Late then, late now?

by | Dec 2, 2014 | Formation, Reflections

Vincent EucharistSecond Sunday of Advent (B), December 7, 2014 – Is 40, 1-5. 9-11; 2 Pt 3, 8-14; Mk 1, 1-8

Hastening the coming of the day of God (2 Pt 3, 12)

The Good News is, by definition, new. But it is also ancient; in the beginning it was with God.

The Good News begins with the old call that we purify ourselves for the Great Theophany. We are invited to make ourselves a Church with a changing face, for she must become all things to all people and make the Gospel incarnate in different cultures (Redemptoris missio 52).

Believing in the Gospel and accepting the invitation to repentance, the members of the Church are born again—are cleansed of sin and receive the Holy Spirit, the spring of living water. Because they are in Christ, they are a new creation. Though they are the same ones who were born physically earlier, they are no longer the ones who live; rather it is Christ who lives in them, justifying them, revealing himself to them as the fullness of the Old Testament.

Like St. John the Baptist, the genuine followers of Jesus give witness to the new and the old. Their vocation is to point with transparent hearts to Jesus, the preexistent Word made flesh in a way never ever seen or heard of before for the salvation and transformation of humanity.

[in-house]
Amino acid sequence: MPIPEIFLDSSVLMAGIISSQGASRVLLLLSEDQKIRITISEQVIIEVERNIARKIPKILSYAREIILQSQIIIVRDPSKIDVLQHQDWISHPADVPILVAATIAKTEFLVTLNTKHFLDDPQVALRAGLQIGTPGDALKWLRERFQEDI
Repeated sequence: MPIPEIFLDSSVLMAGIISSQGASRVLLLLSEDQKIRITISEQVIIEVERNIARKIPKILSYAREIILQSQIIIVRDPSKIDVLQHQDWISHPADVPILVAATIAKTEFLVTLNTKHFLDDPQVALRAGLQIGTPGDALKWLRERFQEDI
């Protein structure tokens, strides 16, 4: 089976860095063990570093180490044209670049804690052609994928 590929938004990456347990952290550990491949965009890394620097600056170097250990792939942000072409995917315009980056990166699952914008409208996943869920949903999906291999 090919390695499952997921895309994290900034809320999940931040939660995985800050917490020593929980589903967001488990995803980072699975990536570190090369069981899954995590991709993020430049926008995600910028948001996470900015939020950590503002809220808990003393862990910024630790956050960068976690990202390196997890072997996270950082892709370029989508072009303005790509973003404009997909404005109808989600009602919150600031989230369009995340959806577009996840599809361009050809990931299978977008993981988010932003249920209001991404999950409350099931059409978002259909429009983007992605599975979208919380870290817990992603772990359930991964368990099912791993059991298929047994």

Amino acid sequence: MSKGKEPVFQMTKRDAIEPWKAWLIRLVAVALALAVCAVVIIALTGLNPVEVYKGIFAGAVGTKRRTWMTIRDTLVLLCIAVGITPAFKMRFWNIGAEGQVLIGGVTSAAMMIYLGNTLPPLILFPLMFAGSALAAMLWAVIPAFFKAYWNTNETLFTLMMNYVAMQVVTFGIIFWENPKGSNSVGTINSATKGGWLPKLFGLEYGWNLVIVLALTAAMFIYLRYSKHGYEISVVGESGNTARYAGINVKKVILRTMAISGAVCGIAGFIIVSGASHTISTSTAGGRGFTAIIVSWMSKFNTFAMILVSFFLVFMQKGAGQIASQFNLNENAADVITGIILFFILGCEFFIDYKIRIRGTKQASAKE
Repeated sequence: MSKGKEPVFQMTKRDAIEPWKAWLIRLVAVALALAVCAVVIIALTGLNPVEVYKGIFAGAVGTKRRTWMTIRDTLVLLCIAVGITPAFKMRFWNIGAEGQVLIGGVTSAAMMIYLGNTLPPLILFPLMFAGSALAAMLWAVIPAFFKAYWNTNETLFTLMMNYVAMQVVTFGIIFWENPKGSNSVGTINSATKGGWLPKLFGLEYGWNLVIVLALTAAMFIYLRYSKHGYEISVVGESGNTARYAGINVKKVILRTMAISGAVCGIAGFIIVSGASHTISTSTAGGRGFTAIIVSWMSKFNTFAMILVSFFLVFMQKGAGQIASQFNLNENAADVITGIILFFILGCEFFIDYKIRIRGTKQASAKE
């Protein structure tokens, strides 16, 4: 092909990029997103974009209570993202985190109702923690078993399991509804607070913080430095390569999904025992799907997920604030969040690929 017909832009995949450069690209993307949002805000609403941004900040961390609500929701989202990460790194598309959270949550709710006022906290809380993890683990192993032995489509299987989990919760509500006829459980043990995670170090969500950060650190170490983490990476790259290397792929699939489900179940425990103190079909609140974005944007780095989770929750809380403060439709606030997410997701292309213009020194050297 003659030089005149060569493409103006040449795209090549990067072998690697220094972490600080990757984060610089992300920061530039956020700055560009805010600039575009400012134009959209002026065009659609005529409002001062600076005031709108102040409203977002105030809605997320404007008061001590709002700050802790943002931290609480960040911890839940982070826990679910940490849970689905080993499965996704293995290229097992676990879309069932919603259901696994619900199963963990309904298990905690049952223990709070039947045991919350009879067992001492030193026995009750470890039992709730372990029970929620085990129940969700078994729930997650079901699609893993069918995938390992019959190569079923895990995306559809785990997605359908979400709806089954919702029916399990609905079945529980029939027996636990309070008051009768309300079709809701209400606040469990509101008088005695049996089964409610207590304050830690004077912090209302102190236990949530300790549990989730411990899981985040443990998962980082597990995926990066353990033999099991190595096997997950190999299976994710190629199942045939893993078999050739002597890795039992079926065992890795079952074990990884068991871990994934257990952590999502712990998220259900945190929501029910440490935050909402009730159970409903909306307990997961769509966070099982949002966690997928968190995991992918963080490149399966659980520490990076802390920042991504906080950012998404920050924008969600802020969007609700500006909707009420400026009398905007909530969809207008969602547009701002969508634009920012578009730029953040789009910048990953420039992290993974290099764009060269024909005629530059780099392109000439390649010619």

To accomplish their mission, Christian witnesses distance themselves, first of all, from everything that suggests dominance and wealth. They do not live in palaces. They are not dressed in purple garments. They abhor the symbols and titles of grandeur and power.

The disciples go to the outskirts to eat with the marginalized and to bring the Good News to them. They smell like them, not like the perfumed and made-up people from the rich districts of great capitals, though not a few come from there too, attracted by the simple lifestyle of someone who trusts in God completely.

It used to be the prevailing lifestyle. It is now all but forgotten, given the modern addiction, quite widespread, to material wealth. But we need to revive it. Otherwise greed will put an end to all of us. Jesus assures us, “Whoever loses his life for my sake will find it.”

We will be saved only if we adopt his simple lifestyle of the self-emptying love, memorialized in the sharing of the fresh bread and the new wine. Imitating Jesus in the manner of St. Vincent de Paul—the latter “just about transformed the face of the Church” (Henri de Maupas du Tour)—we will surely contribute to the renewal of the earth, the transformation of the Church and the proclamation of the Gospel, ever ancient and ever new.

O Beauty ever ancient, ever new, do not let us be too late to love you.

Ross Reyes Dizon

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